Hopes of Accomplishment
This post is part of a series by guest bloggers Anthony Tomaine and Leah Block, senior chemistry students attending the COP16 conference in Cancun under the sponsorship of the ACS Committee on Environmental Improvement.
Everything began to take shape yesterday morning: 200 NGO booths were hosted while thousands of individuals from delegate parties, NGOs and press were all rushing to various locations on site, without stopping for anything. The intensity of the conference has become apparent and the urgency of accomplishment is lingering over the participant’s heads.
On my bus ride in, during the morning commute, I was able to overhear an incredible conversation from the individuals in front of me. They were two persons from different UN divisions; one was from Panama, while the other was representing Kenya. They were both discussing this conference and what they hope and expect as an outcome. Later in the conversation, the individual representing Kenya stated, “We need a green revolution, and we need it to be more intelligent than before.” I subsequently found out that this statement was a perfect description of the the initiatives taken by the delegates.
In the afternoon, I attended the “COP16/CMP6 President’s Initiative on Stakeholder’s Engagement in Climate Action” forum. This meeting was billed as a “special interaction of stakeholders with Parties” and included Mexican President Felipe Calderon and COP16/CMP6 President Patricia Espinosa, along with other influential delegates. The brief lectures and updates given at this discussion were uplifting to the spirit of the conference. All of the individuals involved expressed the need for accomplishment, but not the need to make a huge leap by the end. “We cannot leave with just promises” stated Carlos Zarco, director of the Oxfam confederation. “This is a very complex process but we need to take a step forward.”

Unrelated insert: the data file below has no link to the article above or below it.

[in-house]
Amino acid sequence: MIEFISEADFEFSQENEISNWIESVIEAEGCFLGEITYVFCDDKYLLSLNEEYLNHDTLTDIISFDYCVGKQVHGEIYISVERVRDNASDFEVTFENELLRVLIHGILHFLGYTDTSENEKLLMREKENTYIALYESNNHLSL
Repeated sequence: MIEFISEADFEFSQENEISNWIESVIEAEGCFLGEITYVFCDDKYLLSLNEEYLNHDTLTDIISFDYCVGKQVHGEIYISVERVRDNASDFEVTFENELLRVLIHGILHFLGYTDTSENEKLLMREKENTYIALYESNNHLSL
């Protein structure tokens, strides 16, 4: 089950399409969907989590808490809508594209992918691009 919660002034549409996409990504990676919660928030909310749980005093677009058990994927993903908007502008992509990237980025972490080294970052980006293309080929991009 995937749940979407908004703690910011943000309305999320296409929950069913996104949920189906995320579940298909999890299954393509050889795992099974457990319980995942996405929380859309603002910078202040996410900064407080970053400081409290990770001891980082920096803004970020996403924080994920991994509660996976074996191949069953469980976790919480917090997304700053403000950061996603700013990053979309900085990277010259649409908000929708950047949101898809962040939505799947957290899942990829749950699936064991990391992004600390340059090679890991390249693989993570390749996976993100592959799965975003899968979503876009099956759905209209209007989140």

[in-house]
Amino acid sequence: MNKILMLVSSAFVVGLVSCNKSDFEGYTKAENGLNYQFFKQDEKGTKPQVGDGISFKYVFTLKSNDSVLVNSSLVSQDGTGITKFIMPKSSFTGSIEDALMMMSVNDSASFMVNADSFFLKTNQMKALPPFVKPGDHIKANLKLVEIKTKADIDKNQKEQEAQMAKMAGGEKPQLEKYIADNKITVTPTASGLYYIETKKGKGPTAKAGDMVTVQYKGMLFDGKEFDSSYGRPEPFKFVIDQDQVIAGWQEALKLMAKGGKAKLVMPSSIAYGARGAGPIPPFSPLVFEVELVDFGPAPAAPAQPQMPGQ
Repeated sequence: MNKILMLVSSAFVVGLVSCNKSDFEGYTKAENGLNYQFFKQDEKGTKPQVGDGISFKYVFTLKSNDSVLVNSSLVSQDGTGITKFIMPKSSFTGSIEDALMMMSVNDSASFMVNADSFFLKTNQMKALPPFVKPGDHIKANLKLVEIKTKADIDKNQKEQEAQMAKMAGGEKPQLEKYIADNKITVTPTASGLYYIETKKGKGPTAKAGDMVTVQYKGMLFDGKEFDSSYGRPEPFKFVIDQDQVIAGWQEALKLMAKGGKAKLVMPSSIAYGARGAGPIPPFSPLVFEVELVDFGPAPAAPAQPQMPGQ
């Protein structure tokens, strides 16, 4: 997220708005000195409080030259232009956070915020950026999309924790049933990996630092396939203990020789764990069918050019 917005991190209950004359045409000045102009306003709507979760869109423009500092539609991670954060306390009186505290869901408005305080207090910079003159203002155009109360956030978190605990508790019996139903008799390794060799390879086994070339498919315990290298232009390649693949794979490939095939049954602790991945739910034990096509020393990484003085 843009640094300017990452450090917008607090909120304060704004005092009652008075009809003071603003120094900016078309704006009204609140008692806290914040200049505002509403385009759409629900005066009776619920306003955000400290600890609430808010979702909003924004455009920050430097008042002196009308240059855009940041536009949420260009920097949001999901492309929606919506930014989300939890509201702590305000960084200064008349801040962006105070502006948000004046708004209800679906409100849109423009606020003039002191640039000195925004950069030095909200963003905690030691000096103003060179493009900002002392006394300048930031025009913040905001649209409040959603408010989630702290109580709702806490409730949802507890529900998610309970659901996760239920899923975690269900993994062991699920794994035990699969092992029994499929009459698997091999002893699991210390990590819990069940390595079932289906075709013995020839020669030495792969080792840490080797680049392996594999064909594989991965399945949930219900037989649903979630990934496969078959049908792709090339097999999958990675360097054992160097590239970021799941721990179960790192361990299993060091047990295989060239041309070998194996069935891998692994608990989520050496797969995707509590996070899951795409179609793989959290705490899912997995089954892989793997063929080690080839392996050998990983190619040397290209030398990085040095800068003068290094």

Other diplomats, such as Simon Anholt, who is an independent policy advisor, stressed that civil society and their opinion have the potential to be a major, contributing factor to the climate change debate. The individual who encouraged this type of action most was President Calderon. At the beginning of his presentation, President Calderon referenced COP15 – the 2009 Copenhagen conference - and how we all may have dismal memories, but noted that the conference did not dismiss without putting climate change on the top of the global agenda. Furthermore, there is a need to mobilize society as a whole and not lose sight of the future. With the suggestion to engage young minds, there is emphasis on creating more awareness about the issue, in hopes that with a larger society engaged, more appropriate action will come forth. Calderon, however, noted the difficulty of developing an appropriate policy with 200 nations involved in the debate. My personal question is: How does merely inviting more individuals to the debate encourage significant progress?
In the end, President Calderon compared the steps of this conference to a football game: “We need to get the first 10 yards, before we are able to reach our goal.”